In October of 2010, the Board held a meeting at which the Heins’ petition was considered. The Board looked at the five criteria under K.S.A 12-759(e)(1) that must be met before the Board can grant a variance as well as the Board staff’s report, which recommended that only two of the three variance be granted under certain conditions. At this meeting, Norman Hein explained that the first variance was necessary to allow six drivers to transport lawn care equipment instead of the four needed in the past. It would also allow employees to gather at the property and share rides with each other to the job sites and account for the need to perform equipment maintenance on the property.

Several neighbors and customers spoke in support of the Heins’ petition at the meeting.  The exceptions were Richard Gronniger and Terry and Larry Hacker.  Gronniger owned property south of the Heins’, and Hacker operated Kansas Paving (a sand pit) on Gronniger’s property. Kansas Paving was paying for maintenance of the road (~$15,000 per year) that separates Gronniger’s and the Heins’ properties in accordance with the conditional use permit given to operate the sand pit. Gronniger and Hacker argued that the Heins should also be required to apply for a conditional use permit and contribute to road maintenance costs.

The Board initially found that all five criteria under K.S.A. 12-759(e)(1) had been met for each variance and granted all three for the Heins.  Larry Hacker, Terry Hacker, Richard Gronniger, and Kansas Paving filed a petition in the district court challenging the reasonableness of the Board’s decision. After the district court twice reversed the Board’s decision, the Board appealed to the Kansas Court of Appeals, arguing that the plaintiffs lacked standing to appeal the Board’s decision, and so the district court, by extension, lacked jurisdiction to rule on the matter. The Board also argued that there was substantial evidence to support its finding of a hardship that was not self-created by the Heins in accordance with 12-759(e)(1)(C).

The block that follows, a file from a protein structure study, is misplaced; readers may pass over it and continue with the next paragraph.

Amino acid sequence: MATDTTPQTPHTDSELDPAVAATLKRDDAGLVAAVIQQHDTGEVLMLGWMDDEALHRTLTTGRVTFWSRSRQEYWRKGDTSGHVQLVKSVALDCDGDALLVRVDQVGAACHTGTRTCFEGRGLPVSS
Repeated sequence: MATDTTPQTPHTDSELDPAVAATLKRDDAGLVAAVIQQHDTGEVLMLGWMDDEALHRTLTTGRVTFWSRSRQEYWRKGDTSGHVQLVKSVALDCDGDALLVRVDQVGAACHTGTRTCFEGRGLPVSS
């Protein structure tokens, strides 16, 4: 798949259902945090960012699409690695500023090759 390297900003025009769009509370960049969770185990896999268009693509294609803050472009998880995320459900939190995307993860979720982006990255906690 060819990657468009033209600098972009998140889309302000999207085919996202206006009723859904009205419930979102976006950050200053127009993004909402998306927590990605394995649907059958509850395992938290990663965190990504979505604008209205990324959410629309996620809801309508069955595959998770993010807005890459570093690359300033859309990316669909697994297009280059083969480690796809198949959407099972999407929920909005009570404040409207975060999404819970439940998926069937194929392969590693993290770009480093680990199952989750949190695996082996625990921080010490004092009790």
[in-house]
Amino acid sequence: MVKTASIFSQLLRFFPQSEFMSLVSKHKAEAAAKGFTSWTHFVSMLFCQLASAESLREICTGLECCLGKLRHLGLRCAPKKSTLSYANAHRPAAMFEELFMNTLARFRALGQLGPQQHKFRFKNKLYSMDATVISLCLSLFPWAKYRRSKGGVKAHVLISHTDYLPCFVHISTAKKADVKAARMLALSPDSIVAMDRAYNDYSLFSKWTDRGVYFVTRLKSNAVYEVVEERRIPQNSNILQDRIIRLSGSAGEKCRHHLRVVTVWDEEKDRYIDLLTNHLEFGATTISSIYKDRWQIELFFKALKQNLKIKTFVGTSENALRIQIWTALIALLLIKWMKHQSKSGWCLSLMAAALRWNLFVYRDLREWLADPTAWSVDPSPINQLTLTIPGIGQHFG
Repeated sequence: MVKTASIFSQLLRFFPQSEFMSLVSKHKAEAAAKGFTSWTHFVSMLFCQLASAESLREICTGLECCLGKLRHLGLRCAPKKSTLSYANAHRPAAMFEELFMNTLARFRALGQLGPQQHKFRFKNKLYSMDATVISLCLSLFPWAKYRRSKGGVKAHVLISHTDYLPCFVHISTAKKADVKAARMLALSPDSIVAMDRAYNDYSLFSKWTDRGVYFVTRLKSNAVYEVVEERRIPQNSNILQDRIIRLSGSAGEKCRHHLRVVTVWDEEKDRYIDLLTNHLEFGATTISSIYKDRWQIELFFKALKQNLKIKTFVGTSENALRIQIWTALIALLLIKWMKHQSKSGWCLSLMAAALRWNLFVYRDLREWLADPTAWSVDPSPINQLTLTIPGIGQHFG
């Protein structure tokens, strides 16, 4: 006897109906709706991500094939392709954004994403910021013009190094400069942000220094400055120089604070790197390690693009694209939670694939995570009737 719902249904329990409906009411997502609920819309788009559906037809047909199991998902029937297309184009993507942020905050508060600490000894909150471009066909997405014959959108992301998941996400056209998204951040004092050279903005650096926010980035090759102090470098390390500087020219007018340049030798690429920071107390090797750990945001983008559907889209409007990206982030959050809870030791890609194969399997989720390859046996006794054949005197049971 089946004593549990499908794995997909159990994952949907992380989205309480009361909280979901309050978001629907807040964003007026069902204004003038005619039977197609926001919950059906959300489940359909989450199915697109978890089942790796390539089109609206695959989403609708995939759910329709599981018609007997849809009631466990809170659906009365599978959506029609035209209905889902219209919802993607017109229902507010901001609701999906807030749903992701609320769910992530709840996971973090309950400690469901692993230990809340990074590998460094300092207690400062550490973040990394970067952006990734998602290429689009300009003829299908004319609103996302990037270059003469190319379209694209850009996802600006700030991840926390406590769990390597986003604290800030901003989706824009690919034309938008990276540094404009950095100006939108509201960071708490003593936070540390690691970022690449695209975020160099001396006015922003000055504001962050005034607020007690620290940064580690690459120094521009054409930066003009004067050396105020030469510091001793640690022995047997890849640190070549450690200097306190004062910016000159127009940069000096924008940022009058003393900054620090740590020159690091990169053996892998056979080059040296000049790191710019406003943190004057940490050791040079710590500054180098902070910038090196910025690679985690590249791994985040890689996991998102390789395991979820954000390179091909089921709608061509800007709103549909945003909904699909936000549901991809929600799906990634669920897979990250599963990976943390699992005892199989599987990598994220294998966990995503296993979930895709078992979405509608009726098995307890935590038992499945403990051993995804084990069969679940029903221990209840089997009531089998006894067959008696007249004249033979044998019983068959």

The Board argued that the plaintiffs’ only way to appeal its decision was under K.S.A. 12-759(f), which allows appeals from any person “dissatisfied with” a board of zoning appeal’s decision. The Board urged that the district court interpret the phrase “dissatisfied with” so as to give standing only to the original parties of a board’s proceedings, which is a smaller class of persons than those who may be “aggrieved by” a board’s decision under K.S.A. 12-760. The Board also argued that the plaintiffs did not have a particularized interest affected by its decision. To the contrary, the plaintiffs argued that they can appeal under both K.S.A. 12-759(f) and K.S.A. 12-760. The plaintiffs alleged that the Board’s above interpretation would prevent neighbors from appealing a board’s decisions that adversely affect their interests. The plaintiffs also held that they have a particularized interest in the increased traffic on and the increased maintenance costs of the road in question.